There were also roads, like the Santa Fe, buying steamers even though they had decided to dieselize. Diesels were made, but in limited numbers. Copper was one main reason; motors and generators required a lot of it. God only knows how the War Production Board decided who got them. The B&M got enough EMDs to retire both steamers and electrics, even though the Santa Fe was hauling massive loads across the Mojave Desert to Long Beach, San Francisco and San Diego. They needed those diesels.
But most of all, the WPB made innovation a dirty word. Only proven designs could be built. So, roads that always ordered custom designs to their specifications wound up buying what they could. The Frisco bought copies of Burlington Northerns. Even the mighty Pennsy bought Texas types of a C&O design. They looked funny wearing the Pennsy name, but no Belpaire fireboxes.
That the Santa Fe didn't have to worry about. They had proven their new Northern and Texas types of 1938. When they could get approval to order new engines, they didn't need to order "foreign" designs. But they felt the pinch, too. They never bought secondhand engines except when they first started and during WWII. They were a real innovator with Mallets back in 1909-1911, but their designs were all garbage, and they swore the type off. They never ordered another articulated locomotive from Baldwin. During the war, however, they bought a batch of used Mallets from the N&W.
Desperate times call for desperate measures.
The B&M received early EMDs because they were a direct route with the New York Central from mid-west manufacturing plants to Portland, ME where a majority of war material destined for Europe was shipped. Portland was rarely, if ever mentioned by the media as a port of material handling to lessen the possibility of submarine interception of the convoys. Whereas ports further south in New Jersey, Maryland, etc. were often in the news to deflect attention away from Portland. One war time poster I distinctly remember was "Loose Lips Sink Ships". I believe there was a greater volume of war material destined for Europe because we were supplying our own troops plus those of Great Britain, Russia, and to a lesser extent mid-Eastern countries.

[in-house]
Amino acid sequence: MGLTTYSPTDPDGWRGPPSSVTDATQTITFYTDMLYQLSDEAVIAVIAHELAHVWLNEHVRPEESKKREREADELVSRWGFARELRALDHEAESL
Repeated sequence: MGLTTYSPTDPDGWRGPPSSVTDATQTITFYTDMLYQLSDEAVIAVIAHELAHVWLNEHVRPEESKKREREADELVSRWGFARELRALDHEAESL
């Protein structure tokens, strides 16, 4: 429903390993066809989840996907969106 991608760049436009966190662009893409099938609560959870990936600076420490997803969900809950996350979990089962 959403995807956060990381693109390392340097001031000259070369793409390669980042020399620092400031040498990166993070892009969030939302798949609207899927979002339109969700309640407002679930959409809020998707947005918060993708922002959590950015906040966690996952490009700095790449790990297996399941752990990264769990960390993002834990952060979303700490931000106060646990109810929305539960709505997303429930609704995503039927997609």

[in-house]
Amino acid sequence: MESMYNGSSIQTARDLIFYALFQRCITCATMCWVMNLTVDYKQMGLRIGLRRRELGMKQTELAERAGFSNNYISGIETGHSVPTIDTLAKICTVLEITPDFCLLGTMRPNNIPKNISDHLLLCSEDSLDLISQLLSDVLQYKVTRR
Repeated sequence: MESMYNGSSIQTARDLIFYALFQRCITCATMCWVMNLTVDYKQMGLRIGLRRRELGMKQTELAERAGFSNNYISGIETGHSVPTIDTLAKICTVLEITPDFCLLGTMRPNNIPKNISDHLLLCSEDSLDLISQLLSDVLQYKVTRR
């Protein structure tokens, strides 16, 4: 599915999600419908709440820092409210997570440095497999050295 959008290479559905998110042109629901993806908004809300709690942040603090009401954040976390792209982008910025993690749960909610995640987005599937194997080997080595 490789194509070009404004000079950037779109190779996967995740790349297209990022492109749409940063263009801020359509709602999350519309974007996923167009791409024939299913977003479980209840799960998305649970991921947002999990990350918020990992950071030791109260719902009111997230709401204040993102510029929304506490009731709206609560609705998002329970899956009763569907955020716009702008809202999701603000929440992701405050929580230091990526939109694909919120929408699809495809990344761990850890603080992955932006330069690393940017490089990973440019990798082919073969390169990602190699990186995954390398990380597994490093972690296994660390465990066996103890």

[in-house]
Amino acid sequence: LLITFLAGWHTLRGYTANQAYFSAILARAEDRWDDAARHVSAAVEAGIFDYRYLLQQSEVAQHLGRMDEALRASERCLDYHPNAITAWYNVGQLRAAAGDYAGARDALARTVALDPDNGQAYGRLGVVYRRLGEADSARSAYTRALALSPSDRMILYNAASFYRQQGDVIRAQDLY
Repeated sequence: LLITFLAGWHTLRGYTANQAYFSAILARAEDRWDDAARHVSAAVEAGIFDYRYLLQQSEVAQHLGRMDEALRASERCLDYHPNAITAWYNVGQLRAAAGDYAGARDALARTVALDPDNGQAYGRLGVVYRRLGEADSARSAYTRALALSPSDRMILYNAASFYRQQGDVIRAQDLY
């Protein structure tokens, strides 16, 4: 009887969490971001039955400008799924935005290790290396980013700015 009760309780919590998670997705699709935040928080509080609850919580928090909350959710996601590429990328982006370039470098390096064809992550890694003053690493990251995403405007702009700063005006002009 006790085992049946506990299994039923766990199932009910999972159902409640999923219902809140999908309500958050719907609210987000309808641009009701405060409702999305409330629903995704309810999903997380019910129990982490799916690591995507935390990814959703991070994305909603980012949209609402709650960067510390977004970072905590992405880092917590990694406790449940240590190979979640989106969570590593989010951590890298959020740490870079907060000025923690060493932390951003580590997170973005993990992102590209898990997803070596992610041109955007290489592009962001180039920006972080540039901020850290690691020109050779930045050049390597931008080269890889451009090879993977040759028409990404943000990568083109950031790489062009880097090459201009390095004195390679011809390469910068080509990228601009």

Thanks for the history lesson, WWII was over 15 years before I was born.
Absolutely. They also had a lengthy tunnel they had electrified years before (the Hoosac), and both the catenary and the electric locomotives needed help. A few FT sets allowed them to operate trains through, eliminating a bottleneck, retire the electrics and recycle the catenary wire. That's a pretty compelling argument for letting that sale go through.
But the Santa Fe was enabling us to fight the Japanese by hauling millions of tons across the Mojave, and they had helped GM develop the FTs so they didn't have to haul millions of gallons of boiler water into the desert just so their steamers could get across. Also compelling. You're right about Portland and those diesels killed two or three birds with one stone. Still, it's odd to see eastern roads selling power surplus when western roads were begging for more.
And then there's the New Haven's dozens of dual service diesels. Were they critical to the war effort? They hauled a lot of passengers at a time when the S.P. was plastering the southwest with billboards that asked, is this trip really necessary? In the end, the majority rules a democracy, and that corner of the country has quite a population. I think that tended to factor in more than it should have.
The War Production Board did a tough and thankless job. But I don't think they were immune to political influences.
But then there's Australia, China, India and the other end of Russia. I suspect you're right, but we had nothing to gain by underestimating Japan. America has had a bad habit if doing that for a long time, and we pay for that time and time again.